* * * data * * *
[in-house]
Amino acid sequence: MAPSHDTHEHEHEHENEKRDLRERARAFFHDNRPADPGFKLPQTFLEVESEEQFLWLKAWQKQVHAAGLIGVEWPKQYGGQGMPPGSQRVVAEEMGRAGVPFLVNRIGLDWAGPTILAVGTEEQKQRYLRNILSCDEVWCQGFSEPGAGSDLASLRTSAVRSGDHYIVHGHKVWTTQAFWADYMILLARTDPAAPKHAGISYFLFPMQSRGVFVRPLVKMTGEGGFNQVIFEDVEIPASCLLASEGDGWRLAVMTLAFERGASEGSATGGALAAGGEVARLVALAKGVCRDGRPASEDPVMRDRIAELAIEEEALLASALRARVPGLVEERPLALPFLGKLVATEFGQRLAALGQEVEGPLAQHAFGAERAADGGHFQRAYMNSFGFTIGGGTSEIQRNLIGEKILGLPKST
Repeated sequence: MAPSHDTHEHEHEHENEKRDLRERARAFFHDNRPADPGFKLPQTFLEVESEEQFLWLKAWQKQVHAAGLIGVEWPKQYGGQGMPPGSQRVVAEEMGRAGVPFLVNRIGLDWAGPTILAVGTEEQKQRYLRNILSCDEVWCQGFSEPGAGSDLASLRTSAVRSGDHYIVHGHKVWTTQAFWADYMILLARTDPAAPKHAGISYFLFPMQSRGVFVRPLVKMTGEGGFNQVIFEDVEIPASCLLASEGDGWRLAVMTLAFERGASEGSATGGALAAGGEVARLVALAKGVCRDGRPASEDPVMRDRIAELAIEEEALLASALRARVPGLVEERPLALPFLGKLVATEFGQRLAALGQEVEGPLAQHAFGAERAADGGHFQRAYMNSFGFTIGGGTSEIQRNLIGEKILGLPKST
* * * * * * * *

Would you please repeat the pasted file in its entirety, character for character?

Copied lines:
[in-house]
Amino acid sequence: MAPSHDTHEHEHEHENEKRDLRERARAFFHDNRPADPGFKLPQTFLEVESEEQFLWLKAWQKQVHAAGLIGVEWPKQYGGQGMPPGSQRVVAEEMGRAGVPFLVNRIGLDWAGPTILAVGTEEQKQRYLRNILSCDEVWCQGFSEPGAGSDLASLRTSAVRSGDHYIVHGHKVWTTQAFWADYMILLARTDPAAPKHAGISYFLFPMQSRGVFVRPLVKMTGEGGFNQVIFEDVEIPASCLLASEGDGWRLAVMTLAFERGASEGSATGGALAAGGEVARLVALAKGVCRDGRPASEDPVMRDRIAELAIEEEALLASALRARVPGLVEERPLALPFLGKLVATEFGQRLAALGQEVEGPLAQHAFGAERAADGGHFQRAYMNSFGFTIGGGTSEIQRNLIGEKILGLPKST
Repeated sequence: MAPSHDTHEHEHEHENEKRDLRERARAFFHDNRPADPGFKLPQTFLEVESEEQFLWLKAWQKQVHAAGLIGVEWPKQYGGQGMPPGSQRVVAEEMGRAGVPFLVNRIGLDWAGPTILAVGTEEQKQRYLRNILSCDEVWCQGFSEPGAGSDLASLRTSAVRSGDHYIVHGHKVWTTQAFWADYMILLARTDPAAPKHAGISYFLFPMQSRGVFVRPLVKMTGEGGFNQVIFEDVEIPASCLLASEGDGWRLAVMTLAFERGASEGSATGGALAAGGEVARLVALAKGVCRDGRPASEDPVMRDRIAELAIEEEALLASALRARVPGLVEERPLALPFLGKLVATEFGQRLAALGQEVEGPLAQHAFGAERAADGGHFQRAYMNSFGFTIGGGTSEIQRNLIGEKILGLPKST